In a recent article in the Journal of Positive Psychology, researchers looked at how gratitude can help people feel less objectified and used.
“Objectification causes severe consequences, ranging from interpersonal indifference, reduced empathy and helping, aggression and bullying, to even killing and genocide,” explains psychologist Xijing Wang of the City University of Hong Kong. “Therefore, it is important to find interventions to alleviate objectification.”
Wang defines objectification as the denial of another person’s autonomy, wants, and feelings in favor of treating others like merely objects or tools for achieving one’s own goals.
“Employees can be treated as mere instruments to aid the financial success of their employers, students can be treated by their classmates as note-takers, and women can be perceived and treated solely as an object of sexual desire without regard for their personality or dignity,” Wang wrote.
Objectification causes severe consequences, ranging from interpersonal indifference, reduced empathy and helping, aggression and bullying, to even killing and genocide. Therefore, it is important to find interventions to alleviate objectification.Xijing Wang
Combining classical definitions of objectification, Wang suggests that objectification is marked by seven key features:
- Instrumentality: When someone treats a target as a tool for his or her own purpose
- Fungibility: When someone treats a target as interchangeable with other objects
- Violability: When someone treats a target as lacking in boundary integrity
- Ownership: When someone treats a target as though the target can be owned
- Denial of autonomy: When someone treats a target as lacking in autonomy or self-determination
- Inertness: When someone treats a target as lacking in agency or activity
- Denial of subjectivity: When someone treats a target as someone whose experiences and feelings need not be taken into account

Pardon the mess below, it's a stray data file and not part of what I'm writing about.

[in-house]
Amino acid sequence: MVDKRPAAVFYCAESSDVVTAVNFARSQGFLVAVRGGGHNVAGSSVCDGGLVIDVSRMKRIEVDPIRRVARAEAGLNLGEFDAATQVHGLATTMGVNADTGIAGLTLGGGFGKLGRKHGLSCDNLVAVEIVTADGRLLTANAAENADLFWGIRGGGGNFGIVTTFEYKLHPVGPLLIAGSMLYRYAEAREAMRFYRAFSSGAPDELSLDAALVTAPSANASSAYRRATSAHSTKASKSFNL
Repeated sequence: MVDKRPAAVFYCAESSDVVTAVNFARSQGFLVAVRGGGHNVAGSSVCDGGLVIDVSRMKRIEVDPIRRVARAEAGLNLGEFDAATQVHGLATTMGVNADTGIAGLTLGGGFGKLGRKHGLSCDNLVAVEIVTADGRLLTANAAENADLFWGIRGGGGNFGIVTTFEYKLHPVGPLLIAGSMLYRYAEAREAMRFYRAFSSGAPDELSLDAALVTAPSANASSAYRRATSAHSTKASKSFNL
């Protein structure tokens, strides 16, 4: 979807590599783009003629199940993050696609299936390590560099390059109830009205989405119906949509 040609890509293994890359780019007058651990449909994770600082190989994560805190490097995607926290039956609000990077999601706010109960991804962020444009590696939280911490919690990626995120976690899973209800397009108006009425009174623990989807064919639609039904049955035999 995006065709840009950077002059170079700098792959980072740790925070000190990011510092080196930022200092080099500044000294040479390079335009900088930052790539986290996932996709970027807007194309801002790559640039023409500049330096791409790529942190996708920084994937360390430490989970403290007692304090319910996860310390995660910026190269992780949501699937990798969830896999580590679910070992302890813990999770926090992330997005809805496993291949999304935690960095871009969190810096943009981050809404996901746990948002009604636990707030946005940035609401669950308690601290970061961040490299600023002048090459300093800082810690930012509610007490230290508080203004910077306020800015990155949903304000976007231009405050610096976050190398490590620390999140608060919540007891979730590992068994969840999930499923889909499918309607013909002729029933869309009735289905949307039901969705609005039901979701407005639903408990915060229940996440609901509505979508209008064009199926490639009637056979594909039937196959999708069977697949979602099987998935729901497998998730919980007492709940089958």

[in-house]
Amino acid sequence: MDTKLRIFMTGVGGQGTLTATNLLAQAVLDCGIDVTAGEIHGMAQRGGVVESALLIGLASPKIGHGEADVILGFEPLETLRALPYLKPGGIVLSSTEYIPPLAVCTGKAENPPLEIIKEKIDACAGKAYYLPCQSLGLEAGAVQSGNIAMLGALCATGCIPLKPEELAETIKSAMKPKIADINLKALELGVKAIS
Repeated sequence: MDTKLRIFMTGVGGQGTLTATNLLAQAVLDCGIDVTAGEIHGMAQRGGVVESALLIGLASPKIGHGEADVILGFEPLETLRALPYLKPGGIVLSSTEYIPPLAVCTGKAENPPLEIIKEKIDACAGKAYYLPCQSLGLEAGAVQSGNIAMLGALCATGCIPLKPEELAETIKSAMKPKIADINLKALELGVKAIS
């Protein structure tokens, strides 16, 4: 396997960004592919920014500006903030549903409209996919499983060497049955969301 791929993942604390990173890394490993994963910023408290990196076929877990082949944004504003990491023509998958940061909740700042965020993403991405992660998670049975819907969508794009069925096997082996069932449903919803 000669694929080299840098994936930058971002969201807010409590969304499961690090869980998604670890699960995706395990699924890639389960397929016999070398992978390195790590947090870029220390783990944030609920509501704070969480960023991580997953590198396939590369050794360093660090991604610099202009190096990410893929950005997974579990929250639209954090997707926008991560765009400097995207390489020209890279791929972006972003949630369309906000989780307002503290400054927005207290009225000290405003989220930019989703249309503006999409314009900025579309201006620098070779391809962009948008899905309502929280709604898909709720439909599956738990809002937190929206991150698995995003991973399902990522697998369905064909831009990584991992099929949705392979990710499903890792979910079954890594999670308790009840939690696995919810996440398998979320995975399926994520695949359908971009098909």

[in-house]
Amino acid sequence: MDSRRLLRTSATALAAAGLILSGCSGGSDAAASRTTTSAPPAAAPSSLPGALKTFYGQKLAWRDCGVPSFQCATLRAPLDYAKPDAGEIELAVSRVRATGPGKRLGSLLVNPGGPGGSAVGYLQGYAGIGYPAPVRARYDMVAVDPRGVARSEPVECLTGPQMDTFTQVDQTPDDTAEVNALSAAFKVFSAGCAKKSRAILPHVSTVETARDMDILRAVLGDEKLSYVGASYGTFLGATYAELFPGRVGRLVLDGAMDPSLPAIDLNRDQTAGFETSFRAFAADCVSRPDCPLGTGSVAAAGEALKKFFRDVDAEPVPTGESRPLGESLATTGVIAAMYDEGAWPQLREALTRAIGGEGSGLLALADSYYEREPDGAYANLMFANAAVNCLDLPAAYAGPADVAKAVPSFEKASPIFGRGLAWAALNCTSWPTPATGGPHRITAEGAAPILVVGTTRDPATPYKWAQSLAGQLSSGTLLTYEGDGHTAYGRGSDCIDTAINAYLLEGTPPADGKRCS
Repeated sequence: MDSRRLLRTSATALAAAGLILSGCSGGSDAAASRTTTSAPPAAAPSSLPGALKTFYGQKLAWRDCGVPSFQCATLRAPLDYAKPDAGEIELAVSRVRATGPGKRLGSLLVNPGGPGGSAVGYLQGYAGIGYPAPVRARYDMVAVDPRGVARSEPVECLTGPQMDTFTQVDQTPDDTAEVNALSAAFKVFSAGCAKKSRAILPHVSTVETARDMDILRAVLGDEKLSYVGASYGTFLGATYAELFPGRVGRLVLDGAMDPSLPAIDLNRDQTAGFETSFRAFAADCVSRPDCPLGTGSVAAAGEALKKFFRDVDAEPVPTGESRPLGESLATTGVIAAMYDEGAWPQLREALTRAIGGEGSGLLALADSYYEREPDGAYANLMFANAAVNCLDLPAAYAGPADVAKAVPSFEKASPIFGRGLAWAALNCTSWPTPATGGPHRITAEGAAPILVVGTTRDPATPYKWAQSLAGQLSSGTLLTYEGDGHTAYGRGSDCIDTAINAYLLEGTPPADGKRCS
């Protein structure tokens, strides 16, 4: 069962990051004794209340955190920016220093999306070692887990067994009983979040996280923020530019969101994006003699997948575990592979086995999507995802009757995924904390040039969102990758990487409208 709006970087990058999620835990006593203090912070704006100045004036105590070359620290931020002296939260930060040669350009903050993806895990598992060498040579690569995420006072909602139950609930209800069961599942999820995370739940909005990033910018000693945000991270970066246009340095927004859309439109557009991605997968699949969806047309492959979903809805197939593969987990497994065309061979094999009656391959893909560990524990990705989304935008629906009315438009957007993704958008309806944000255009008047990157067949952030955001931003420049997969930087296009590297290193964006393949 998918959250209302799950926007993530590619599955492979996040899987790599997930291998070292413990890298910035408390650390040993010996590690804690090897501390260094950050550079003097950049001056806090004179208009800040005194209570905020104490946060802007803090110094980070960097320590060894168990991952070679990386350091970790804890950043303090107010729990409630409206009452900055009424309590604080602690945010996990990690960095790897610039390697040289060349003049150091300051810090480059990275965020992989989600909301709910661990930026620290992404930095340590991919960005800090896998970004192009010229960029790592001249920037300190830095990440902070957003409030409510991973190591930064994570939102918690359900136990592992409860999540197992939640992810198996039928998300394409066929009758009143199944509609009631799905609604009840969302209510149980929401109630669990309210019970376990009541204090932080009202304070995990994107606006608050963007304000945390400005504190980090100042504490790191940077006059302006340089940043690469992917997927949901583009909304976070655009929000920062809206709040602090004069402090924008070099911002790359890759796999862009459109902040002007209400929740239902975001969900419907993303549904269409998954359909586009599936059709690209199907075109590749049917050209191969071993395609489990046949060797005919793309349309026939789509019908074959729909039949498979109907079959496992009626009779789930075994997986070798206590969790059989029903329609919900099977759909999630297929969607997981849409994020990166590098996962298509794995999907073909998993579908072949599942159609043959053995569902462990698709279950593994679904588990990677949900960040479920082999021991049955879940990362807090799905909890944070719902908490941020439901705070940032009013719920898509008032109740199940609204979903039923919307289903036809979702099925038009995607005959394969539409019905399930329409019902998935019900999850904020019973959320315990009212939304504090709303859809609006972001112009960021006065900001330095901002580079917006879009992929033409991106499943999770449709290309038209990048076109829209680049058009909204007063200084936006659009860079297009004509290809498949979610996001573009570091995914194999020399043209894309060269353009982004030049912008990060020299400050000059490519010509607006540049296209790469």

Wang’s research found that gratitude, both as a feeling and as a gesture, reduced the levels of objectification in a particular environment over the course of three studies that included writing gratitude letters and imagining the effects of gratitude in an environment prone to behaviors of objectification.
“The effect of gratitude on weakening objectification can be due to its ability to reduce people’s focus on their own needs,” explains Wang. “That is, when people become less concerned with their own wants and desires, they are less likely to see others as instruments to fulfill those needs and are less likely to fail to consider others’ personhood.”
For people who wish to cultivate gratitude in their daily lives, Wang proposes three simple tips:
- Reflection: Spend a few minutes every day thinking about the wonderful things in life (such as a movie, books, a TV show we enjoy, or even being able to bask in the sunshine).
- Exposing ourselves to nature: Spend time in nature by traveling to a place where you can enjoy a magnificent environment.
- Showing Appreciation: Writing a thank you note or verbally appreciating or thanking someone.
Wang concludes, “Expressing gratitude doesn’t need to cost you anything financially. So just do it.”